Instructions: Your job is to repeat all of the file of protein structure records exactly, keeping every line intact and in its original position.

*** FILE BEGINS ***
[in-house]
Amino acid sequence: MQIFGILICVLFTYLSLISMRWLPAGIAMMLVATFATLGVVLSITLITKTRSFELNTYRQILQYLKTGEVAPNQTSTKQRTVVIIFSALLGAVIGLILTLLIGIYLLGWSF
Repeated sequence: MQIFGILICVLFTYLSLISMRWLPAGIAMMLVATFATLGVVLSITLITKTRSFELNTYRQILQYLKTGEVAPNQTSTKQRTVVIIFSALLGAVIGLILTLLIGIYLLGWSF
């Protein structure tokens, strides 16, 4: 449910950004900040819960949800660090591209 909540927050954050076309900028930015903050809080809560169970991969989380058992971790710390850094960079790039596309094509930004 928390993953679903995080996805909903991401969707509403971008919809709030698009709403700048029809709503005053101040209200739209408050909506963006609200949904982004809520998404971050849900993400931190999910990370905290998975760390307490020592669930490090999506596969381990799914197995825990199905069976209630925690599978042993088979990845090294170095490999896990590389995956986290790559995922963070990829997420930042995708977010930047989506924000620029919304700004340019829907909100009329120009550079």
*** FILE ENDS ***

[in-house]
Amino acid sequence: MQIFGILICVLFTYLSLISMRWLPAGIAMMLVATFATLGVVLSITLITKTRSFELNTYRQILQYLKTGEVAPNQTSTKQRTVVIIFSALLGAVIGLILTLLIGIYLLGWSF
Repeated sequence: MQIFGILICVLFTYLSLISMRWLPAGIAMMLVATFATLGVVLSITLITKTRSFELNTYRQILQYLKTGEVAPNQTSTKQRTVVIIFSALLGAVIGLILTLLIGIYLLGWSF
């Protein structure tokens, strides 16, 4: 449910950004900040819960949800660090591209 909540927050954050076309900028930015903050809080809560169970991969989380058992971790710390850094960079790039596309094509930004 928390993953679903995080996805909903991401969707509403971008919809709030698009709403700048029809709503005053101040209200739209408050909506963006609200949904982004809520998404971050849900993400931190999910990370905290998975760390307490020592669930490090999506596969381990799914197995825990199905069976209630925690599978042993088979990845090294170095490999896990590389995956986290790559995922963070990829997420930042995708977010930047989506924000620029919304700004340019829907909100009329120009550079």